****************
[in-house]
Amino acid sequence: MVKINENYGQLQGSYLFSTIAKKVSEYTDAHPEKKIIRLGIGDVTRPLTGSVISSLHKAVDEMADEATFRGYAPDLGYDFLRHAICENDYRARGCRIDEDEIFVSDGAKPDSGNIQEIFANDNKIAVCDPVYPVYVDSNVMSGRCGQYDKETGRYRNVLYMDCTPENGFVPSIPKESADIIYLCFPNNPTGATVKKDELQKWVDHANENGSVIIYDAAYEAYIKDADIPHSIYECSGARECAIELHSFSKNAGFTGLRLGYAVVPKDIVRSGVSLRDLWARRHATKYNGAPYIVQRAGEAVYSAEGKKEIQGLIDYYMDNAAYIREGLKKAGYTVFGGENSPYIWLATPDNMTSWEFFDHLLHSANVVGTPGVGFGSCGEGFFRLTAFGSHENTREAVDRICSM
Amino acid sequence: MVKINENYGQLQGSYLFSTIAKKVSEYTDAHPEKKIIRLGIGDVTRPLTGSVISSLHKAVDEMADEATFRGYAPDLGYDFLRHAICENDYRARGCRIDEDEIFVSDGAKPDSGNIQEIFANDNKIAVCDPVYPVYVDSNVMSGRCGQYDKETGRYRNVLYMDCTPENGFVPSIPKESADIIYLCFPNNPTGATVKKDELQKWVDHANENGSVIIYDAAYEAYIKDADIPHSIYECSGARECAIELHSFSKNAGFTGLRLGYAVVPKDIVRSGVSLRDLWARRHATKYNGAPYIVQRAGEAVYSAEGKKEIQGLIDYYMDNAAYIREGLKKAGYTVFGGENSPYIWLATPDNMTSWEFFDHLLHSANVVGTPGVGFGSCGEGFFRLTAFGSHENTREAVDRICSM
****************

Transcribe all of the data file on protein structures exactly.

[in-house]
Amino acid sequence: MVKINENYGQLQGSYLFSTIAKKVSEYTDAHPEKKIIRLGIGDVTRPLTGSVISSLHKAVDEMADEATFRGYAPDLGYDFLRHAICENDYRARGCRIDEDEIFVSDGAKPDSGNIQEIFANDNKIAVCDPVYPVYVDSNVMSGRCGQYDKETGRYRNVLYMDCTPENGFVPSIPKESADIIYLCFPNNPTGATVKKDELQKWVDHANENGSVIIYDAAYEAYIKDADIPHSIYECSGARECAIELHSFSKNAGFTGLRLGYAVVPKDIVRSGVSLRDLWARRHATKYNGAPYIVQRAGEAVYSAEGKKEIQGLIDYYMDNAAYIREGLKKAGYTVFGGENSPYIWLATPDNMTSWEFFDHLLHSANVVGTPGVGFGSCGEGFFRLTAFGSHENTREAVDRICSM
Amino acid sequence: MVKINENYGQLQGSYLFSTIAKKVSEYTDAHPEKKIIRLGIGDVTRPLTGSVISSLHKAVDEMADEATFRGYAPDLGYDFLRHAICENDYRARGCRIDEDEIFVSDGAKPDSGNIQEIFANDNKIAVCDPVYPVYVDSNVMSGRCGQYDKETGRYRNVLYMDCTPENGFVPSIPKESADIIYLCFPNNPTGATVKKDELQKWVDHANENGSVIIYDAAYEAYIKDADIPHSIYECSGARECAIELHSFSKNAGFTGLRLGYAVVPKDIVRSGVSLRDLWARRHATKYNGAPYIVQRAGEAVYSAEGKKEIQGLIDYYMDNAAYIREGLKKAGYTVFGGENSPYIWLATPDNMTSWEFFDHLLHSANVVGTPGVGFGSCGEGFFRLTAFGSHENTREAVDRICSM